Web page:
The best TV for a computer monitor is essentially two products in one – a versatile screen that offers both home entertainment and a display for computing tasks on your Macbook or PC.
There's a huge amount of overlap between the best TVs and best monitors: both will generally offer high picture fidelity, such as 4K resolution, and have connections and ports capable of high-speed data transfer. Thanks to TVs and monitors often sharing similar specifications, it's not that hard to get a screen that fills both roles in your home – meaning you can limit the cost and space requirements of purchasing two separate displays.
The big advantage of using a TV is that there's a lot more leeway with sizing. Most monitors sit in the 24-32 inch bracket, whereas TVs can come in astronomically larger sizes. A bigger screen can be a big help for showcasing your photographic portfolio or showreel to groups of people, or simply getting to see your work up close on a larger scale.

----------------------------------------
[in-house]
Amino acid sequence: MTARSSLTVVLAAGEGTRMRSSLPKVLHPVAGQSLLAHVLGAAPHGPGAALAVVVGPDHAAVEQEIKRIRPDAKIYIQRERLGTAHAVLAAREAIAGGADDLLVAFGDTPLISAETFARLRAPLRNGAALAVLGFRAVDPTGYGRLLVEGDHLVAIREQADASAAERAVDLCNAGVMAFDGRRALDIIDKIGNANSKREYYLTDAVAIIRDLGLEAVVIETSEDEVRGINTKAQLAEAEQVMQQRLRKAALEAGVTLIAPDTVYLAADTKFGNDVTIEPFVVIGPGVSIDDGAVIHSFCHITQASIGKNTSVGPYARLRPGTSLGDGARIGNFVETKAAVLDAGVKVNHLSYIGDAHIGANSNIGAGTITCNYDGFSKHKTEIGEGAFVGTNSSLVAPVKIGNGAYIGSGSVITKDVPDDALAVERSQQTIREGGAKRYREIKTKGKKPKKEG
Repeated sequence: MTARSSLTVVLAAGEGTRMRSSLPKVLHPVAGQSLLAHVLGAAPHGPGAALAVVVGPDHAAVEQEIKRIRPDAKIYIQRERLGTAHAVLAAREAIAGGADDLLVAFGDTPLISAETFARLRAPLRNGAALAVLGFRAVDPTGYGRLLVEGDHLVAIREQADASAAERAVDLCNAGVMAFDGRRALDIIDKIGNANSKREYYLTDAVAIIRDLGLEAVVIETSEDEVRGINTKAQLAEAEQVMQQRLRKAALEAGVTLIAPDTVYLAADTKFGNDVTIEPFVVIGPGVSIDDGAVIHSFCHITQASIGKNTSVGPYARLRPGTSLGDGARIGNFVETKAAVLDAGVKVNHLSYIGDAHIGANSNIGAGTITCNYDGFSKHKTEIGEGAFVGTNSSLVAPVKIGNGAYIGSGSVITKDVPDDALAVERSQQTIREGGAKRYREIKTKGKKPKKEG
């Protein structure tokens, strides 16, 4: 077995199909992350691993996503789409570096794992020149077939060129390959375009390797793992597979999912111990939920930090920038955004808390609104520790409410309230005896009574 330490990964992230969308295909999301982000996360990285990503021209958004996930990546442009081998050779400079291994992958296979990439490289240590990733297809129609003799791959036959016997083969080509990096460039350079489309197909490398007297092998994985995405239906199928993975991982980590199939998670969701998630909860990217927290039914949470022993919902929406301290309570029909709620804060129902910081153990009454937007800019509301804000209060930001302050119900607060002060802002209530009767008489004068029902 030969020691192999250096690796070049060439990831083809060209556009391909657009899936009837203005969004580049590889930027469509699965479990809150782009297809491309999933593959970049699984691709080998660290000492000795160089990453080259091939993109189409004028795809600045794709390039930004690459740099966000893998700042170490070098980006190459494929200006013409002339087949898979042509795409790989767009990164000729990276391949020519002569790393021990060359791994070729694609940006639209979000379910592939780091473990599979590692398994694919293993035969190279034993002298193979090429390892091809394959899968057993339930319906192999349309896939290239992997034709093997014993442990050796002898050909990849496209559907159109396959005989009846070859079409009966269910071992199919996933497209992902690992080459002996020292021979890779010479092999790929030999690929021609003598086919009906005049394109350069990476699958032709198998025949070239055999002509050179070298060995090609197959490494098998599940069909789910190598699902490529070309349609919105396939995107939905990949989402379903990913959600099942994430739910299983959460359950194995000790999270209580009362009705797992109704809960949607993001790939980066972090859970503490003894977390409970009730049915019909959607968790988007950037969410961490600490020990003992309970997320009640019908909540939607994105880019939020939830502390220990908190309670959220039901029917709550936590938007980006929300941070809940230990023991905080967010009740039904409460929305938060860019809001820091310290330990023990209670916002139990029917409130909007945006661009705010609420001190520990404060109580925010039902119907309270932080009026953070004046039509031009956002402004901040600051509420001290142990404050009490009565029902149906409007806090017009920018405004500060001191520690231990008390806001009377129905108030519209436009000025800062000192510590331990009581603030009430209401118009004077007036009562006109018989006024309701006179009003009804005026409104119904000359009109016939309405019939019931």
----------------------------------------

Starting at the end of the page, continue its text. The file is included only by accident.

There's a reason some TV makers offer gallery stands or tripods as accessories, to allow for some versatility in how you present images – and allowing you to place a screen in your home as thoughtfully as you would a piece of furniture, not simply condemning a TV to a far wall.
That said, when using a TV as a computer monitor, you need to keep in mind where you'll be sitting in relation to the screen! Sitting on the sofa and balancing a keyboard and mouse on your lap isn't the most ergonomic setup, so we'd really recommend going for a TV that's 50 inches or less. This size bracket is much better suited to a closer viewing distance, with the added bonus of increased pixel density compared to larger TVs.
You have to be careful with color accuracy, contrast, and viewing angles – all things that OLED TVs generally excel at, for what it's worth – as TVs generally prioritise bolder colours and contrast over accurate representation of a picture. Designing a screen for sRGB and Adobe RGB isn't something that TV manufacturers would have to worry about, so we wouldn't recommend using a TV to edit your photos or videos.